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Innate Immune Mechanism of Platelet-Neutrophil Aggregation Dependent Vaso-occlusion in Sickle Cell Disease

Montanez, Maritza A (2018) Innate Immune Mechanism of Platelet-Neutrophil Aggregation Dependent Vaso-occlusion in Sickle Cell Disease. Doctoral Dissertation, University of Pittsburgh. (Unpublished)

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Sickle Cell Disease (SCD) is an autosomal-recessive–genetic-disorder that affects 100,000 in the U.S. and millions worldwide. Sickle cell anemia, the most common form of SCD results from a single nucleotide polymorphism in the β-globin gene that causes the hemoglobin to polymerize under deoxygenated conditions. Hemoglobin polymerization leads to sickling of erythrocytes, exposure of adhesion molecules on the erythrocyte membrane, and hemolysis. Hemolysis releases erythrocyte derived danger-associated molecular pattern molecules (DAMPs) that activate leukocytes, platelets and endothelium and enable interactions with sickle erythrocytes and promote vaso-occlusion (VOC). VOC is the predominant pathophysiology responsible for acute systemic vaso-occlusive crisis, the leading cause of emergency medical care among SCD patients. VOC is also believed to contribute to progression of other morbidities such as pulmonary hypertension, stroke, and acute chest syndrome, however, the cellular, molecular and biophysical mechanisms that enable VOC in SCD patients remain incompletely understood.
To determine the mechanisms that promote VOC in SCD patients, we developed quantitative microfluidic fluorescence microscopy (qMFM), a novel fluorescence imaging approach that utilizes PDMS-based microfluidic devices to visualize single-cell interactions in SCD human blood. Using qMFM, neutrophils were observed to roll, arrest and capture freely flowing platelets leading to formation of large platelet-neutrophil aggregates that occluded microfluidic flow channels. Quantitative analysis revealed that platelet-neutrophil interactions in SCD patient blood were not only more numerous but also significantly longer in duration than those in control blood. These platelet-neutrophil interactions were enabled by platelet P-selectin and GPIbα binding to neutrophil PSGL-1 and Mac-1, respectively and were abolished following blockade of these interactions. qMFM revealed for the first time that platelets in SCD blood form P-selectin expressing “hair-like” membrane tethers that promote platelet-neutrophil interactions by shielding the bonds from the hydrodynamic shear forces of blood. Hair-like tethers act like a ‘lasso’ that allows circulating platelets to interact more efficiently with neutrophils within the vasculature. Inhibition of platelet TLR4 or NLRP3 inflammasome dependent signaling abolished “hair-like” platelet tethers and attenuated platelet-neutrophil aggregation in SCD human blood. This study highlights the potential of therapeutic inhibition of platelet P-selectin or NLRP3 inflammasome pathway in preventing VOC in SCD patients.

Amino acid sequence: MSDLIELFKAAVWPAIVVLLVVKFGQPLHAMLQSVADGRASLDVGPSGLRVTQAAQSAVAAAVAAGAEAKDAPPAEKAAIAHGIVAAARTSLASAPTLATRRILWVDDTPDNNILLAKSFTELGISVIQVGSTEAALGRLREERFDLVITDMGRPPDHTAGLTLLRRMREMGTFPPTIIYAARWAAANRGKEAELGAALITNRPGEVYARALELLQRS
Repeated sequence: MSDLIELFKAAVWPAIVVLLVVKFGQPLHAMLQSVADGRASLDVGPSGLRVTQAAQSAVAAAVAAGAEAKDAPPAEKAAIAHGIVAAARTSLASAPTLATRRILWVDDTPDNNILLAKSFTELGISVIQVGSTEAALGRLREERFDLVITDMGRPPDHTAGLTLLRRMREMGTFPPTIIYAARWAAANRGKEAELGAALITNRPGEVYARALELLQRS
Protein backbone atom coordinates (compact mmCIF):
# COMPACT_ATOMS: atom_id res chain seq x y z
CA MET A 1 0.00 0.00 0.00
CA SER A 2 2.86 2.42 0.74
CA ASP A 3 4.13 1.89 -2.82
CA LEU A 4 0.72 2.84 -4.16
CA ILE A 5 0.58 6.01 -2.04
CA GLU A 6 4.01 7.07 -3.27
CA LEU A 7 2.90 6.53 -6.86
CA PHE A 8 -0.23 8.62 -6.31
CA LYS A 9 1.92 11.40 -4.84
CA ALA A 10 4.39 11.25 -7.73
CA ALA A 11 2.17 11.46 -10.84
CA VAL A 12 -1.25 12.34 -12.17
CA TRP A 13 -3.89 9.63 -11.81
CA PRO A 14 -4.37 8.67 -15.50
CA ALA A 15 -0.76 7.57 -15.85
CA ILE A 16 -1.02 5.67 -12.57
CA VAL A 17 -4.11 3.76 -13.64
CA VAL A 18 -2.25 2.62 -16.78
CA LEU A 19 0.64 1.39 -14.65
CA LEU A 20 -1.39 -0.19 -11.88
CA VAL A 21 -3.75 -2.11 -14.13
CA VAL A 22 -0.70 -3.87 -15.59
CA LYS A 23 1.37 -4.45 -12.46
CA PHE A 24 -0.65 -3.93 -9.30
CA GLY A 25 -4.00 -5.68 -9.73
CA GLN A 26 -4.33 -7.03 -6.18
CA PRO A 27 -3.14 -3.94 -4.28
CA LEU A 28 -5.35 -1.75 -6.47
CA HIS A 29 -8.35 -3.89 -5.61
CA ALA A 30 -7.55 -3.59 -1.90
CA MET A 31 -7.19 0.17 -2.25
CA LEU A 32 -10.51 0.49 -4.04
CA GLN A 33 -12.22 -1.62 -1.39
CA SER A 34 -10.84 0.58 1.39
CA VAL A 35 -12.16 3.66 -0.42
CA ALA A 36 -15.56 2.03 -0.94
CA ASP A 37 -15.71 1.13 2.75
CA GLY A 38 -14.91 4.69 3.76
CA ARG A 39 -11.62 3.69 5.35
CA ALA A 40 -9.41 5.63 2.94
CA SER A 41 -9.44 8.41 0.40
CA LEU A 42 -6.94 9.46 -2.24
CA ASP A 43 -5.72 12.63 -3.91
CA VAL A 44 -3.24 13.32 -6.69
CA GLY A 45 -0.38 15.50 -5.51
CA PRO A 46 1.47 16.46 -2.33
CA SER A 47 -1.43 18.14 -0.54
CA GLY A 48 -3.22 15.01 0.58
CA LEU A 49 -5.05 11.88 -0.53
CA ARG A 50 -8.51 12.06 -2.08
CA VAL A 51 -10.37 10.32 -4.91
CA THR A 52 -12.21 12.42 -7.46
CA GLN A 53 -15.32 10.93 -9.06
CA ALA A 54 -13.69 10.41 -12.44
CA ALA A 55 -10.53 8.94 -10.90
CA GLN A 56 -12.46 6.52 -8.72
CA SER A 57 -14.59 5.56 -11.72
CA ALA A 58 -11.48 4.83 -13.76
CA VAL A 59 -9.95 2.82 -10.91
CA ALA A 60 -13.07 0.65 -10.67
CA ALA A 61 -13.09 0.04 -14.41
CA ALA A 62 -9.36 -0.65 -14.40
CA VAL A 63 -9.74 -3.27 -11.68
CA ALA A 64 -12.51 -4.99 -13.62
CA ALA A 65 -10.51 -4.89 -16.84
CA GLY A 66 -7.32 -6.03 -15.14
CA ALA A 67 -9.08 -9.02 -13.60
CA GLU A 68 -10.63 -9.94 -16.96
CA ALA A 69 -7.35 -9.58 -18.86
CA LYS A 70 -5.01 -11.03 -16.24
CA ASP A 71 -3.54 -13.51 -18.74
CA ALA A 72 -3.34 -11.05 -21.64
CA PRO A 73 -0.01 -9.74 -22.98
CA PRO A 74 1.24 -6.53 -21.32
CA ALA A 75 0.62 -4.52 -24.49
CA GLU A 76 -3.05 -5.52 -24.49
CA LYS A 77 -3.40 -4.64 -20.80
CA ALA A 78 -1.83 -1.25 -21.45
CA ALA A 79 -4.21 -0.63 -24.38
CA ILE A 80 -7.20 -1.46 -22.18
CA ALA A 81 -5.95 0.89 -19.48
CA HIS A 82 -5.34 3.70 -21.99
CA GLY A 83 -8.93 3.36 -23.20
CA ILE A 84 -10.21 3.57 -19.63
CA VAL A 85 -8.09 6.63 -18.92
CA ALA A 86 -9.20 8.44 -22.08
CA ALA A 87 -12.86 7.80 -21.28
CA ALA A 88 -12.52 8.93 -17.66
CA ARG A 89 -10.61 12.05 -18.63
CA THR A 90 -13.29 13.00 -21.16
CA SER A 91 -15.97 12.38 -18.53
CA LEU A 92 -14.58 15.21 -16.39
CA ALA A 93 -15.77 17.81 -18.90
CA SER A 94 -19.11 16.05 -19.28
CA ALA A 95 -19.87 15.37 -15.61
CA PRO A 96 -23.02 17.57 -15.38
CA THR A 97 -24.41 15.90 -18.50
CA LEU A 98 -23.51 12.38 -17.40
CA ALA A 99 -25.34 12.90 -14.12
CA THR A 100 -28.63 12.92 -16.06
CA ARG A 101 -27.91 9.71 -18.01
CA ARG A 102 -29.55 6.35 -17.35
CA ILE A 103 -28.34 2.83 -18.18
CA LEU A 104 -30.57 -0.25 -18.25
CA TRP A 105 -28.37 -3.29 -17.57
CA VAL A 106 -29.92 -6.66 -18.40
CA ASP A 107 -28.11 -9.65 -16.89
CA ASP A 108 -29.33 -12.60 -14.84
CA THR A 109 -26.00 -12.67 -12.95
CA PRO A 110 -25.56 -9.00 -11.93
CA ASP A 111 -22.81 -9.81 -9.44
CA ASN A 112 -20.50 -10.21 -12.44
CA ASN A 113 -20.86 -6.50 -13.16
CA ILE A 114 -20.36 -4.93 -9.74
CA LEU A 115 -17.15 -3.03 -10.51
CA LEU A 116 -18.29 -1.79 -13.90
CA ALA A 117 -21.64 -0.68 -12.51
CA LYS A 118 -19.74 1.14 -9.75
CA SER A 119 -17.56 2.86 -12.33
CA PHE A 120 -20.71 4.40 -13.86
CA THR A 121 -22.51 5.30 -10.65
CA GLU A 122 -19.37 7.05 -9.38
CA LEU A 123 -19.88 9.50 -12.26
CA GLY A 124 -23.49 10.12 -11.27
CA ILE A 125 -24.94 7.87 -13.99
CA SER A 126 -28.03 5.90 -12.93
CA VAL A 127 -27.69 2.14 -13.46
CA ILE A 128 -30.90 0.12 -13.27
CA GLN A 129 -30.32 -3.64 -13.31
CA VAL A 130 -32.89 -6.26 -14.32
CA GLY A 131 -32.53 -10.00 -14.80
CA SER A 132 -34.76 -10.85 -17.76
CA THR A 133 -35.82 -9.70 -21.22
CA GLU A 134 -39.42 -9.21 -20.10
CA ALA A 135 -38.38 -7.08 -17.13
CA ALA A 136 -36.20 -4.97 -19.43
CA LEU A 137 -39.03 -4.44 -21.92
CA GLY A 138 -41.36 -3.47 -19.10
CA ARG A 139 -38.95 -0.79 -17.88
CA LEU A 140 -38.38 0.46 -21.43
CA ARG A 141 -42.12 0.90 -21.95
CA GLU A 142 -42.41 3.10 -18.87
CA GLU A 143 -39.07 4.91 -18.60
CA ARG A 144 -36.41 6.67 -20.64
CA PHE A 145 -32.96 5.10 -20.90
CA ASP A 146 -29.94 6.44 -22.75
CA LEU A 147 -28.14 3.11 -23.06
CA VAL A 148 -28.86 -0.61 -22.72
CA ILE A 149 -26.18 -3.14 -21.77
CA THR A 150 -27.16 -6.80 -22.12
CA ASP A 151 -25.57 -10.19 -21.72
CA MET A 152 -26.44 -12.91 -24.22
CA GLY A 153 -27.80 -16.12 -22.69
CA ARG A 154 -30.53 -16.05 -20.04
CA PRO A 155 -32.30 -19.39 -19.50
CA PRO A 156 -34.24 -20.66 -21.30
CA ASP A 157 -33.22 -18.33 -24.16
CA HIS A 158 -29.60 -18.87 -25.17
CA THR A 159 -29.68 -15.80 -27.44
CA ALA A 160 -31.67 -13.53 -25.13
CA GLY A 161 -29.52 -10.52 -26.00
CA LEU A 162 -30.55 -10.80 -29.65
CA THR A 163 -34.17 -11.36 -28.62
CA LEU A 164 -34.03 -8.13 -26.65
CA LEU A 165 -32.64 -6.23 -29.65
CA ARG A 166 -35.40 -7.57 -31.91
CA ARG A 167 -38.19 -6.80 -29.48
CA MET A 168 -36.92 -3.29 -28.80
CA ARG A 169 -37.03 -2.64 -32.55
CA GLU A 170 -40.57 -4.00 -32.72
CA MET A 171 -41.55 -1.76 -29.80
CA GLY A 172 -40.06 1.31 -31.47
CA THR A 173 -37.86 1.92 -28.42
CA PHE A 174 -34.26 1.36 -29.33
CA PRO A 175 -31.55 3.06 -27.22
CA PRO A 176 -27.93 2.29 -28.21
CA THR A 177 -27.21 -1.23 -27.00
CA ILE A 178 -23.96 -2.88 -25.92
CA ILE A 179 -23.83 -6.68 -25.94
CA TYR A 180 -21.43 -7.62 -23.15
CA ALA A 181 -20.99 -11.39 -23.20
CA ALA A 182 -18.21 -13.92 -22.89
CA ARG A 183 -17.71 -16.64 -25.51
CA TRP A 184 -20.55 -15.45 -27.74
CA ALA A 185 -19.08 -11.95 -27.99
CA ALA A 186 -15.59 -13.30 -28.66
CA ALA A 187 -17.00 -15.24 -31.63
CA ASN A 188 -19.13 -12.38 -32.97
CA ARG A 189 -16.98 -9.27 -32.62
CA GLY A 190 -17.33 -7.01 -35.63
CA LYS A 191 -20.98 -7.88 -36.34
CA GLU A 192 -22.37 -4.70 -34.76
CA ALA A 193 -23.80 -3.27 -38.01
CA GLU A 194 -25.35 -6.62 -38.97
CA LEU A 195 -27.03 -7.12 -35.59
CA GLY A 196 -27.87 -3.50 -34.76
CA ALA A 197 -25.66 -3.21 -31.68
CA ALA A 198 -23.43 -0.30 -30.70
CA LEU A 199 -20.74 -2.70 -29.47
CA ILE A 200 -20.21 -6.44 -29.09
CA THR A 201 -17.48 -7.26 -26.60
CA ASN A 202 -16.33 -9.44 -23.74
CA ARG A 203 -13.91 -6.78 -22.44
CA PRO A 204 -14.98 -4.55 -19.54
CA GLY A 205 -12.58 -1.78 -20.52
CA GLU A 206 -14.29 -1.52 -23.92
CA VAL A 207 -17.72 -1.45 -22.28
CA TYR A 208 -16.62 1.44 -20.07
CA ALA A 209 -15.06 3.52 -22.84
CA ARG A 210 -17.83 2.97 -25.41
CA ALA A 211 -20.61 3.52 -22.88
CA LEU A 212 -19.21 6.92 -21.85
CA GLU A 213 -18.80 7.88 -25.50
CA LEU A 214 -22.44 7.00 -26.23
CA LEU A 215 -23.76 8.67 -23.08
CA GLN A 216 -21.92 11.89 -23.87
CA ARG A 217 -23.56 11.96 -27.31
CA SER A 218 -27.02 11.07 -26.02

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Item Type: University of Pittsburgh ETD
Status: Unpublished
CreatorsEmailPitt UsernameORCID
Montanez, Maritza Amaj105@pitt.edumaj105
ETD Committee:
TitleMemberEmail AddressPitt UsernameORCID
Committee ChairSundd,
Committee MemberShroff,
Committee MemberKato,
Committee MemberKameneva,
Date: 20 June 2018
Date Type: Publication
Defense Date: 5 December 2017
Approval Date: 20 June 2018
Submission Date: 12 January 2018
Access Restriction: 1 year -- Restrict access to University of Pittsburgh for a period of 1 year.
Number of Pages: 162
Institution: University of Pittsburgh
Schools and Programs: Swanson School of Engineering > Bioengineering
Degree: PhD - Doctor of Philosophy
Thesis Type: Doctoral Dissertation
Refereed: Yes
Uncontrolled Keywords: platelets; neutrophils; Sickle Cell Disease; inflammation;
Date Deposited: 20 Jun 2018 16:47
Last Modified: 20 Jun 2019 05:15

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